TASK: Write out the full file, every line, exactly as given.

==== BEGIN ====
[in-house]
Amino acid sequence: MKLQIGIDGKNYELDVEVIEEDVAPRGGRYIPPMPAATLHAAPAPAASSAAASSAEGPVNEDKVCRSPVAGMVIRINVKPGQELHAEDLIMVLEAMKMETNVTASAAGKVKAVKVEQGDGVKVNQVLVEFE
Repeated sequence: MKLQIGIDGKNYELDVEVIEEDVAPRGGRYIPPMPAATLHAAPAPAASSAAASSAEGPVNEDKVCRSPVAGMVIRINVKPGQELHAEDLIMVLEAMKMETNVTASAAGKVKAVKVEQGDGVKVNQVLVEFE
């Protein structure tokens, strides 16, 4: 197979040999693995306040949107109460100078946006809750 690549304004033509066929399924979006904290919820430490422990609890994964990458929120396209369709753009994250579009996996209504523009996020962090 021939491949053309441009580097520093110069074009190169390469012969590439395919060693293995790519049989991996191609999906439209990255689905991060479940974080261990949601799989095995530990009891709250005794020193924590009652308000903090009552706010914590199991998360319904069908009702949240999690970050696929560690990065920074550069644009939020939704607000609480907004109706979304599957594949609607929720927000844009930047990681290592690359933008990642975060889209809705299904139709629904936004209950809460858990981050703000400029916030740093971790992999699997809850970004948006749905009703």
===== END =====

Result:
[in-house]
Amino acid sequence: MKLQIGIDGKNYELDVEVIEEDVAPRGGRYIPPMPAATLHAAPAPAASSAAASSAEGPVNEDKVCRSPVAGMVIRINVKPGQELHAEDLIMVLEAMKMETNVTASAAGKVKAVKVEQGDGVKVNQVLVEFE
Repeated sequence: MKLQIGIDGKNYELDVEVIEEDVAPRGGRYIPPMPAATLHAAPAPAASSAAASSAEGPVNEDKVCRSPVAGMVIRINVKPGQELHAEDLIMVLEAMKMETNVTASAAGKVKAVKVEQGDGVKVNQVLVEFE
């Protein structure tokens, strides 16, 4: 197979040999693995306040949107109460100078946006809750 690549304004033509066929399924979006904290919820430490422990609890994964990458929120396209369709753009994250579009996996209504523009996020962090 021939491949053309441009580097520093110069074009190169390469012969590439395919060693293995790519049989991996191609999906439209990255689905991060479940974080261990949601799989095995530990009891709250005794020193924590009652308000903090009552706010914590199991998360319904069908009702949240999690970050696929560690990065920074550069644009939020939704607000609480907004109706979304599957594949609607929720927000844009930047990681290592690359933008990642975060889209809705299904139709629904936004209950809460858990981050703000400029916030740093971790992999699997809850970004948006749905009703």